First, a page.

Speech 33: Political Humor Rhetoric: Contemporary Television

It is tempting to dismiss late night television comedy as inconsequential. And yet, empirical research reveals that political humor affects knowledge, attitudes, and behaviors. In this class, we will survey extant research findings to evaluate late night political humor's content and effects, using social scientific and rhetorical theories to better understand how, and in what ways, late night television political comedy matters. Speaking and writing projects will be used to achieve course objectives.

Course Details

No prerequisites. Limited enrollment.

Instructor: Compton

Distributive: SOC.

Not offered in the period from 21X through 23S.

View the ORC description.

Course Summary

A couple of decades ago, we had little empirical support for effects of political humor. But now—and particularly, in the past five years—scholars have conducted many investigations of late night political humor content and effects, with results that, more often than not, challenge our conventional wisdom and expectations about politics, humor, and entertainment.

Some findings are inconsistent. Political humor helps candidates; political humor hurts candidates. Political humor increases cynicism toward politics; political humor decreases cynicism toward politics. But even among the inconsistencies, one consistent theme resonates: It is a mistake to dismiss late night political humor as "just comedy." Late night political humor is doing something to viewers, and the nature of this something warrants closer scrutiny. Studying political humor leads to a better understanding of political rhetoric, satire, information processing, civic engagement, persuasion, and attitude formation and change.

This course begins with the assumption that late night television comedy matters and turns, immediately, to evidence for this conclusion. We begin with narrative reviews of empirical late night political humor scholarship (Compton, 2008, 2011) before exploring specific effects, including impacts of late night television political humor on candidate image, attitudes toward politics, and participation in politics. Along the way, we turn to social scientific and rhetorical theory to help us make sense of the effects, including classic models of information processing (e.g., Elaboration Likelihood Model) and persuasion theory (e.g., inoculation theory). We also consider rhetorical theories, including work with Burkean constructs of the comic frame and more contemporary theorizing about image (e.g., Benoit's image repair typology).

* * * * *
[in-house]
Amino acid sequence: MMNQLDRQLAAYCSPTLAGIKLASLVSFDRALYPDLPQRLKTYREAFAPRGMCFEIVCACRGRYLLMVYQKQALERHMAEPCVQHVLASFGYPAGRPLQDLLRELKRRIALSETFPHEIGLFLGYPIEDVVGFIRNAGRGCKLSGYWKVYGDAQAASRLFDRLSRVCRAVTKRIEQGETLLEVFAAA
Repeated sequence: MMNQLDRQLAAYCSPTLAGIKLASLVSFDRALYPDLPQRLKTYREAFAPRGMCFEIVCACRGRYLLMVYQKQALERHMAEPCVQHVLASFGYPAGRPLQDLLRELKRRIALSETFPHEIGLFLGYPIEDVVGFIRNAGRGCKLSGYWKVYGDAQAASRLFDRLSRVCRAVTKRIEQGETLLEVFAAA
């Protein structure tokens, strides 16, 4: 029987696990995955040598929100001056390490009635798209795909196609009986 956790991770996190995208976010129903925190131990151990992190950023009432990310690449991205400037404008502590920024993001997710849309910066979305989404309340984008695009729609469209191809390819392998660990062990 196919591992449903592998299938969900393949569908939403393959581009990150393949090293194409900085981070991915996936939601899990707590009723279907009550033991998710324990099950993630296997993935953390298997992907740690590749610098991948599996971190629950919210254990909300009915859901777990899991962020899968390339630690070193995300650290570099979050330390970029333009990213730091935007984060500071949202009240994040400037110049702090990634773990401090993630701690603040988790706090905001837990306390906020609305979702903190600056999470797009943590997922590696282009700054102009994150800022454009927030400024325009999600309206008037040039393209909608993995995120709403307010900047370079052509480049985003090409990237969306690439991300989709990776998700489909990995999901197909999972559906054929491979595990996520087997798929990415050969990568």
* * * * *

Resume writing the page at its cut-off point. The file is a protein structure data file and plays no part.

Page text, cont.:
Although the focus of this course is on effects of political humor, using evidence from empirical investigations, we will also explore the content of late night political humor. Students will complete a term project analyzing a specific political artifact through the lens of theory, using writing and speaking to meet project and course objectives. Smaller writing and speaking assignments during the course will allow us to discover and share our thinking throughout the term.

We will also expand our scope beyond late night political humor, considering how our discoveries of this unique artifact can inform our own rhetorical choices and analyses. For example, we will compare late night political humor with other venues of political humor, including public address and word-of-mouth jokes.

As the title of a collection of political humor essays puts it: Laughing matters. We will discover together, through careful reading and interpretation of scholarship, how and why laughing matters, and what these findings mean for politics, civic engagement, and our own rhetorical choices.

Course Goals

The overriding goal of the course is for you to develop a more nuanced understanding of political rhetoric by exploring contemporary late night television political humor. We'll use writing and speaking to make these discoveries, so along the way, we'll refine our communication approaches, too.

To achieve this goal, we will aim for the following primary learning objectives:

  • to better understand the content of late night television political humor; and
  • to write and speak about political rhetoric with an informed understanding.

To meet these primary objectives, I will help you to:

  • Analyze arguments for and against the academic study of political humor in general and late night television comedy in particular;
  • Survey and assess extant late night television comedy scholarship;
  • Compare contemporary late night television comedy with other forms of political humor/satire;
  • Discover dimensions of attitude formation and change through the study of priming, attitude accessibility, and information processing models;
  • Analyze political humor rhetoric with rhetorical models;
  • Apply ancient canons of rhetoric to contemporary forms of political rhetoric;
  • Explicate discrete effects of late night political humor, including candidate evaluations, cynicism, and civic engagement;
  • In collaboration with classmates, develop a typology of late night political jokes;
  • Use theory (e.g., ELM) to reconcile conflicting findings about late night comedy and potential learning effects;
  • Discover and overcome challenges of inherent subjectivity in interpreting and conducting humor studies;
  • Weigh the relative merits of political humor (and television humor in particular) on civic engagement and political deliberation;
  • Evaluate strengths and weaknesses of rhetorical and quantitative analyses of political humor;
  • Transfer findings about the content and effects of late night comedy to other forums of political humor;
  • Develop a more nuanced understanding of political image through the lens of late night comedy scholarship; and
  • Write and speak about humor with approaches consistent with academic studies of humor (e.g., communication, political science)